What are the rules of engagement when arguing with a teen?

Chaunie Brusie says that she doesn’t try to avoid arguments with her 15-year-old daughter but finds that “learning the right way to communicate with her is an ongoing process.”

Watford says that there are some rules parents can follow when they inevitably find themselves in an argument with their teen. Firstly, she recommends that parents and teens be prepared to argue fairly. “During times when there is not an active argument, it is important to discuss what is considered appropriate and inappropriate,” she says. That way, when arguments get heated, parents and teens can refer to the ground rules they set earlier. The specific rules will vary by family but may include “instant closers,” or a list of behaviors that will immediately end the discussion, such as cursing. Parents can also tell their teens “hard stop” topics in advance. These are topics that are not up for debate, such as a curfew or when a teen has to turn over electronics for the night.

Watford says that parents should “be an example" of how arguments should be handled. One way parents can do that is by being respectful. Although arguments can get heated, Watford says parents should not resort to name-calling or belittling. They should also remain truthful, refrain from comparing their teen to anyone else, avoid threats and continue to build their teen up by reminding them that they are loved unconditionally and that they have the tools they need to handle the conflict.

Parents and teens should also stay on topic and stay solution-oriented, Watford says. “Active arguments are not the time or space to repeat all perceived wrongs that your teen has done. Keep the argument on the specific topic at hand,” she advises. Watford also suggests that parents stay focused on reaching a solution. Ideally, parents and teens will agree on the solution, but at a minimum, the solution should be “clearly stated and accepted by all parties,” Watford says.

I’s also important to stay flexible. Even though parents may initially not accept their teen’s suggestions about how to solve a problem, they should stay open to hearing what they have to say.

And it's important to know when and how to end an argument. Watford says that parents and teens should have a plan to pause difficult or heated discussions. Some families develop “safe words” they can use to end an argument immediately if someone feels overwhelmed. Boddy adds that there may be times when arguing is inappropriate, such as in public or in front of friends. In those cases, she recommends telling teens, “I hear you. What you have to say and what you are feeling matters, however, this is not the time or place. We can talk about this in the car or at home.” She stresses that parents should be specific about when they will reengage because leaving the issue open can produce anxiety for the teen.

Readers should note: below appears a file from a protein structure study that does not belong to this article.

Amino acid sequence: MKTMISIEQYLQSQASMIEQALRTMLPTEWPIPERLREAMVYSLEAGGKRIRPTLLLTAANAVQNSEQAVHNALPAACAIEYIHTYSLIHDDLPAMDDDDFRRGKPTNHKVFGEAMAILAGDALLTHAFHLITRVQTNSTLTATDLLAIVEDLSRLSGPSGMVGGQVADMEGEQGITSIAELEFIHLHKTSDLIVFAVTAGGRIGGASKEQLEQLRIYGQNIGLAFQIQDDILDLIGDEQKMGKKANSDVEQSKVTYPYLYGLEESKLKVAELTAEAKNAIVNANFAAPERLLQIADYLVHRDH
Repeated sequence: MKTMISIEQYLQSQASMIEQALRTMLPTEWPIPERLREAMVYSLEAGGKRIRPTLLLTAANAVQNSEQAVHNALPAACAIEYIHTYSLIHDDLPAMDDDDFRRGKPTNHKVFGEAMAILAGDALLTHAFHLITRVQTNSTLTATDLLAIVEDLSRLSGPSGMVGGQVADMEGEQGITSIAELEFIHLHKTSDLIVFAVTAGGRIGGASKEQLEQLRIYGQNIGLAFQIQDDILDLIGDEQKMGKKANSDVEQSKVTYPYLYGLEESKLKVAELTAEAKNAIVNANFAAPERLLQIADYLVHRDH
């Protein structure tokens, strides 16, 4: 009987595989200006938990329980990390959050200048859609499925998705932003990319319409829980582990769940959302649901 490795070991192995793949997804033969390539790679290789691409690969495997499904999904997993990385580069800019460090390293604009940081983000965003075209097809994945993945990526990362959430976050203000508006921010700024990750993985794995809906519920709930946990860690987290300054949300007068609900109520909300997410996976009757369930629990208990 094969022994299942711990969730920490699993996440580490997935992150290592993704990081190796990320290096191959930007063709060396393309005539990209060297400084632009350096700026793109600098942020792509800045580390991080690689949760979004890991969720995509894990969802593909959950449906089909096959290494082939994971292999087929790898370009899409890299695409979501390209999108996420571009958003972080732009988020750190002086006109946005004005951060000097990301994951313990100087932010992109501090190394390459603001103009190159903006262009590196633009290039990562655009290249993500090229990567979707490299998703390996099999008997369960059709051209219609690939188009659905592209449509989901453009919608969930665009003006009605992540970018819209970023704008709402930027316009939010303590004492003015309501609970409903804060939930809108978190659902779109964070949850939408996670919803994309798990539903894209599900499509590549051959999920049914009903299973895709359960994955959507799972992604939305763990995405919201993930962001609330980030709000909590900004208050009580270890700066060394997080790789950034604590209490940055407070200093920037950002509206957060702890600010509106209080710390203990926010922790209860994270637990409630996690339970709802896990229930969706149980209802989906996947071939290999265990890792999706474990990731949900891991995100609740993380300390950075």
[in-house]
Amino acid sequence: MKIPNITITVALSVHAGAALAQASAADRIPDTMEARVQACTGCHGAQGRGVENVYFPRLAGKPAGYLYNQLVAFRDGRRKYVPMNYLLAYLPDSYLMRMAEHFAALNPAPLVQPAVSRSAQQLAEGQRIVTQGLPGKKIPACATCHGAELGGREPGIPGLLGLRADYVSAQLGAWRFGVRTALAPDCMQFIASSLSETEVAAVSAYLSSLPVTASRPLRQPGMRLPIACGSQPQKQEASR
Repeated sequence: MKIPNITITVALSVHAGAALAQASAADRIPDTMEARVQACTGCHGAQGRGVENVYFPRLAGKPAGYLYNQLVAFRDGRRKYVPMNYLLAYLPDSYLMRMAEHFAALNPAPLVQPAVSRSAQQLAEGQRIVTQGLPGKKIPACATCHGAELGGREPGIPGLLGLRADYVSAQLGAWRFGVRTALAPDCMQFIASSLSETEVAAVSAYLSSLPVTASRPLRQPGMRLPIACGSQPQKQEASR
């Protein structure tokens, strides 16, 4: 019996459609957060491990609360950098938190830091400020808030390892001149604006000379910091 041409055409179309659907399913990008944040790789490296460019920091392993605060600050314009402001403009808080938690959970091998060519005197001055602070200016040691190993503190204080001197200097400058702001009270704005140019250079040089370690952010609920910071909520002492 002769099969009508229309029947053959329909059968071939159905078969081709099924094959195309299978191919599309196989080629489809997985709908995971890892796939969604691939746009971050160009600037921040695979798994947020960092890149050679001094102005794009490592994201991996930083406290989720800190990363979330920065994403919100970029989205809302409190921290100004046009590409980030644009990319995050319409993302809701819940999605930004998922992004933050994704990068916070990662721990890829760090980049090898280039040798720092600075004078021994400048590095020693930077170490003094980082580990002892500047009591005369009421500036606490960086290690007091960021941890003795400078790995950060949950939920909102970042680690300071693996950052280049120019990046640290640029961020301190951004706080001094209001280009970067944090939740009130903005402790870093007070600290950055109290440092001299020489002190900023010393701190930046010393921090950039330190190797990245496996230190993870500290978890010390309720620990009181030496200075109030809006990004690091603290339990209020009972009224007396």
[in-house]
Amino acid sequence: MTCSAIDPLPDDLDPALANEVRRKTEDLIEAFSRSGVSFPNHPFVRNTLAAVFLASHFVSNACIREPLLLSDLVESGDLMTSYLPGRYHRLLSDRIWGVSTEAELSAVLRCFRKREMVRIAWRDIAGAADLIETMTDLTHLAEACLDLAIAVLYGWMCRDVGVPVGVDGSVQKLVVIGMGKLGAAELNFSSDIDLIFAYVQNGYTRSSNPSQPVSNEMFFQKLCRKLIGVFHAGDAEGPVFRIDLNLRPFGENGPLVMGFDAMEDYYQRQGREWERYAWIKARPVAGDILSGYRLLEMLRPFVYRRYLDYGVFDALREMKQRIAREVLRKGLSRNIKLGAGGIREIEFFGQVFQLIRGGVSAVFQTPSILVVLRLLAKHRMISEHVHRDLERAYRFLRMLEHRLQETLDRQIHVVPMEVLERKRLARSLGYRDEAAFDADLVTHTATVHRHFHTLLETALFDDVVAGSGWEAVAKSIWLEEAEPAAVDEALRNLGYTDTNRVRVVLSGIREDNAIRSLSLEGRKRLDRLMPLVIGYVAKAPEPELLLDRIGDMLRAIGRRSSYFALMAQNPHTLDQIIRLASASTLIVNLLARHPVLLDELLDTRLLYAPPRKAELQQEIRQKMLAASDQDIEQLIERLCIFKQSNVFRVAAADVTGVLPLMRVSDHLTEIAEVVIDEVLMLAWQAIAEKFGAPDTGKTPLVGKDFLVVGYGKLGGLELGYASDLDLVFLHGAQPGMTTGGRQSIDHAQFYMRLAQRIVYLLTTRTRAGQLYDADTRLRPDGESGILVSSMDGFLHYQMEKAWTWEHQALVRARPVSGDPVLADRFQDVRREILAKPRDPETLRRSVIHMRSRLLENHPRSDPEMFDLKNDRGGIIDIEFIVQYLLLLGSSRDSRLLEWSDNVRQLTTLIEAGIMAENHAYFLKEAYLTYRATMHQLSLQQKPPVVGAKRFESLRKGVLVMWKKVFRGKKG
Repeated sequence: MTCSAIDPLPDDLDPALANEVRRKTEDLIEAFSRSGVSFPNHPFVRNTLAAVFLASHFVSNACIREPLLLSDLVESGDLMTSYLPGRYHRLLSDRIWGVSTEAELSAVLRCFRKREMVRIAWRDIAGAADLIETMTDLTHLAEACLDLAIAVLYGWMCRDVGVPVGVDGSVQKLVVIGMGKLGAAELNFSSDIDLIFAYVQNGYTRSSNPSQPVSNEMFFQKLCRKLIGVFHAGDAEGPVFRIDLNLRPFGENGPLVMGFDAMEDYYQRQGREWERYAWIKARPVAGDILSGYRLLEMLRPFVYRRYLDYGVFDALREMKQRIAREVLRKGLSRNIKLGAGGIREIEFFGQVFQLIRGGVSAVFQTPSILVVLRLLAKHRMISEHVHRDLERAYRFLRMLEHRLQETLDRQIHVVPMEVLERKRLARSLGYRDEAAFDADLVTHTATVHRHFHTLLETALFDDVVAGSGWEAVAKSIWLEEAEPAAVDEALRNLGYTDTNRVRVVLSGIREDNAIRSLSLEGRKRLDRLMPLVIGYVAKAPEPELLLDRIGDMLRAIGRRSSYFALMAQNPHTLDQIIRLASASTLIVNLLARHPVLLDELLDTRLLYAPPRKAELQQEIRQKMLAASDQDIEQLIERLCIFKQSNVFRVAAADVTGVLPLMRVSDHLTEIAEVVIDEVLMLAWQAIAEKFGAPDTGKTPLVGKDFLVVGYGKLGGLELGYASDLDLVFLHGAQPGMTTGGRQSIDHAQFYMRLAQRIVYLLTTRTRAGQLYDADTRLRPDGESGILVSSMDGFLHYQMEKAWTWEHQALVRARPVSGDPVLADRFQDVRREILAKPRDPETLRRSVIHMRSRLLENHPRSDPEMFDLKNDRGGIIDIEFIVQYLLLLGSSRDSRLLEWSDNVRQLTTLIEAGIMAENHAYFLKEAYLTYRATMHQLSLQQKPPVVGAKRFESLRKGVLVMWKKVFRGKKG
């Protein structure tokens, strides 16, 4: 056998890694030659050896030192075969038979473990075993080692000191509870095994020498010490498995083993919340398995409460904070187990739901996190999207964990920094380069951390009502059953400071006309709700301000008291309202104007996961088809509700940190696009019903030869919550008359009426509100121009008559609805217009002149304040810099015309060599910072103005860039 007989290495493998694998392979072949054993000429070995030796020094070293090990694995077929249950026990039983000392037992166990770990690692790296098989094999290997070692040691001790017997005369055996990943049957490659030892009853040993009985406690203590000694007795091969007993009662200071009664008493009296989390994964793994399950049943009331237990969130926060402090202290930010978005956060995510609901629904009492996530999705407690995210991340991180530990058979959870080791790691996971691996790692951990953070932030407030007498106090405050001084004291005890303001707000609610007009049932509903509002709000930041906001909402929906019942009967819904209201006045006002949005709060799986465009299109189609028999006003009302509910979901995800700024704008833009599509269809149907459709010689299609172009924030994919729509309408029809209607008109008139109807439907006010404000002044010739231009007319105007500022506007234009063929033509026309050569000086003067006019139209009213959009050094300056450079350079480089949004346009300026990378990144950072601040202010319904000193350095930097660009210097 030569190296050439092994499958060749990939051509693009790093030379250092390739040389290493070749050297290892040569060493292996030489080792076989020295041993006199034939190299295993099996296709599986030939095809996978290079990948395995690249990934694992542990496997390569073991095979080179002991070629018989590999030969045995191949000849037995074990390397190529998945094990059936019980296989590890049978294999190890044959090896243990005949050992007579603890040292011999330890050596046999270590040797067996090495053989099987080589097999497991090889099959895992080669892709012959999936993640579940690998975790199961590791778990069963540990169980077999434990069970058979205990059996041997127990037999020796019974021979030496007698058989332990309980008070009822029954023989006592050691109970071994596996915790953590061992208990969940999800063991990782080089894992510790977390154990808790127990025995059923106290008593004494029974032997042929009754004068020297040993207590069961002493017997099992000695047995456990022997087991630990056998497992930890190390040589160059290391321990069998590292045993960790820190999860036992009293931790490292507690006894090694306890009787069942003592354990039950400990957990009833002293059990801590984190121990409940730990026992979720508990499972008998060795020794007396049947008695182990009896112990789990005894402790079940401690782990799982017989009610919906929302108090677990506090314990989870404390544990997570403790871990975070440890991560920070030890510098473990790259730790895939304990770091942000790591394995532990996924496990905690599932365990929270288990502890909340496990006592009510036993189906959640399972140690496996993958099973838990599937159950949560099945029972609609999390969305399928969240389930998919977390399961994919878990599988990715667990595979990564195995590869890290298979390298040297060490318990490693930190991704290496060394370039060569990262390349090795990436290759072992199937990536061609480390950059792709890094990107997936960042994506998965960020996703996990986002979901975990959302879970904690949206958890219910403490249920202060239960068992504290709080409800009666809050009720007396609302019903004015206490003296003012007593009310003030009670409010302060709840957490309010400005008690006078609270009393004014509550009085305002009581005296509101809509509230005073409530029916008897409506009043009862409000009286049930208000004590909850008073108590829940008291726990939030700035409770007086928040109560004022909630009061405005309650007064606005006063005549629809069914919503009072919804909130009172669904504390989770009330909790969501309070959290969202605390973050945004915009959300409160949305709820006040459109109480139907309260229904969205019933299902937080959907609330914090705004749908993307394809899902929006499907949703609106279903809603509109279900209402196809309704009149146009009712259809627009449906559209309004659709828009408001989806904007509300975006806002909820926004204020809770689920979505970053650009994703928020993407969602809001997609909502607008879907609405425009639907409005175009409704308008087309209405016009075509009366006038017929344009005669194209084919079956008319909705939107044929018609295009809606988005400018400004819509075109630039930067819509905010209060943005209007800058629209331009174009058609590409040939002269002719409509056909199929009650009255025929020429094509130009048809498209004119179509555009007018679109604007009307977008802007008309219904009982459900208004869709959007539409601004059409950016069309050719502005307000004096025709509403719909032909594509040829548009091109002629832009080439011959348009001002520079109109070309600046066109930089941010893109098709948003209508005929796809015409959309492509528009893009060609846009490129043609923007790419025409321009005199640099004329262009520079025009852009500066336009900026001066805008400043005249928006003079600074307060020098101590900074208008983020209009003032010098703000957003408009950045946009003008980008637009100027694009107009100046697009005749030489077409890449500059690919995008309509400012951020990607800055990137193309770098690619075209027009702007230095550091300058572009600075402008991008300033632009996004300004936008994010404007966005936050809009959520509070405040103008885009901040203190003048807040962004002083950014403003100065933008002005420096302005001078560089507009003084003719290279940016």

When does arguing go too far?

If parents and teens do not follow respectful rules of engagement, arguments can escalate. “Fighting can also mean aggressive and inappropriate communication … such as yelling, screaming, manipulating, belittling, criticizing, ridiculing or name-calling,” Boddy says. When this happens, a parent or teen might be arguing to maintain power and control, rather than trying to reach a healthy resolution. “This is not OK, healthy, normal or natural. This takes the form of some type of physical, sexual, digital, psychological, financial or verbal abuse,” Boddy says. When that happens, professional help may be warranted.

Bruise says that when she argues with her teenager she “never, ever let[s] a fight or argument that I feel has ended poorly on my account go on without addressing it. … I follow up to express my love and talk about what we can do. That's something I never had growing up and I do believe it makes a difference.”

Larson says she also follows up with her teen after an argument. “We talk about it, process it afterward,” she says, adding that if she “screwed up” during an argument and lost her temper she always apologizes.

“Arguments can be handled in a manner that those involved are able to safely express their concerns or address the issue as well as reach a resolution. With some preparation, even emotionally charged situations can end in a positive manner,” Watford says.